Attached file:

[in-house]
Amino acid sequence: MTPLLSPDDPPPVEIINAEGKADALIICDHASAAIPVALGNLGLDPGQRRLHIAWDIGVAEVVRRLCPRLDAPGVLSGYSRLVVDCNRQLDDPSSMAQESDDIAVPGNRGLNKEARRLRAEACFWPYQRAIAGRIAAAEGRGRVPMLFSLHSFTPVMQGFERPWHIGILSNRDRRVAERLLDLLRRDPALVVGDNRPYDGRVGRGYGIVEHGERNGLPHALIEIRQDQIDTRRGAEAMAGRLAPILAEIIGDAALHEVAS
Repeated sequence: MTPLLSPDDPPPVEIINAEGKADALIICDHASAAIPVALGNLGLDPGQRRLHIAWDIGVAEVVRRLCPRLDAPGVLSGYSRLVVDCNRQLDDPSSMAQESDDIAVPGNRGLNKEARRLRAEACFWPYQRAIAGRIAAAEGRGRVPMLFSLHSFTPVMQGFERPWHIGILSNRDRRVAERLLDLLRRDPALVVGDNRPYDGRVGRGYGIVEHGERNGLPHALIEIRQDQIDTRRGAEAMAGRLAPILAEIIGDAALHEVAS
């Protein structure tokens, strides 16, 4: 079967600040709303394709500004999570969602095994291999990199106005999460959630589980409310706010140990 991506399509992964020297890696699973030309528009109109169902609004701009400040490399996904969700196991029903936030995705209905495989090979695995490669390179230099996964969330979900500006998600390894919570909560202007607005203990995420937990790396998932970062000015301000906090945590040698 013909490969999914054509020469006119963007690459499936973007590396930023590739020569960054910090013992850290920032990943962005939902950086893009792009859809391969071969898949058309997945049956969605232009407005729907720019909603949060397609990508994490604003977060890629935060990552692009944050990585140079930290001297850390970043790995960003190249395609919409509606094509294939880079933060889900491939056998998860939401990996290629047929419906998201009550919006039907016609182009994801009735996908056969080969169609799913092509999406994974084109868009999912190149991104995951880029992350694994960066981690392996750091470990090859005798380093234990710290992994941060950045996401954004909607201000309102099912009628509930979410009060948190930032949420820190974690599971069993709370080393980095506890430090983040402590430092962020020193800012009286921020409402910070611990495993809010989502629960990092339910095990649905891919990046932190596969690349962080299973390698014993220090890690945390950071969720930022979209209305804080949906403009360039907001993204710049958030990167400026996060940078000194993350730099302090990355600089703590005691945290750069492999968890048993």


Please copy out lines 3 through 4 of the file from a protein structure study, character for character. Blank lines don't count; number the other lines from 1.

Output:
Repeated sequence: MTPLLSPDDPPPVEIINAEGKADALIICDHASAAIPVALGNLGLDPGQRRLHIAWDIGVAEVVRRLCPRLDAPGVLSGYSRLVVDCNRQLDDPSSMAQESDDIAVPGNRGLNKEARRLRAEACFWPYQRAIAGRIAAAEGRGRVPMLFSLHSFTPVMQGFERPWHIGILSNRDRRVAERLLDLLRRDPALVVGDNRPYDGRVGRGYGIVEHGERNGLPHALIEIRQDQIDTRRGAEAMAGRLAPILAEIIGDAALHEVAS
């Protein structure tokens, strides 16, 4: 079967600040709303394709500004999570969602095994291999990199106005999460959630589980409310706010140990 991506399509992964020297890696699973030309528009109109169902609004701009400040490399996904969700196991029903936030995705209905495989090979695995490669390179230099996964969330979900500006998600390894919570909560202007607005203990995420937990790396998932970062000015301000906090945590040698 013909490969999914054509020469006119963007690459499936973007590396930023590739020569960054910090013992850290920032990943962005939902950086893009792009859809391969071969898949058309997945049956969605232009407005729907720019909603949060397609990508994490604003977060890629935060990552692009944050990585140079930290001297850390970043790995960003190249395609919409509606094509294939880079933060889900491939056998998860939401990996290629047929419906998201009550919006039907016609182009994801009735996908056969080969169609799913092509999406994974084109868009999912190149991104995951880029992350694994960066981690392996750091470990090859005798380093234990710290992994941060950045996401954004909607201000309102099912009628509930979410009060948190930032949420820190974690599971069993709370080393980095506890430090983040402590430092962020020193800012009286921020409402910070611990495993809010989502629960990092339910095990649905891919990046932190596969690349962080299973390698014993220090890690945390950071969720930022979209209305804080949906403009360039907001993204710049958030990167400026996060940078000194993350730099302090990355600089703590005691945290750069492999968890048993």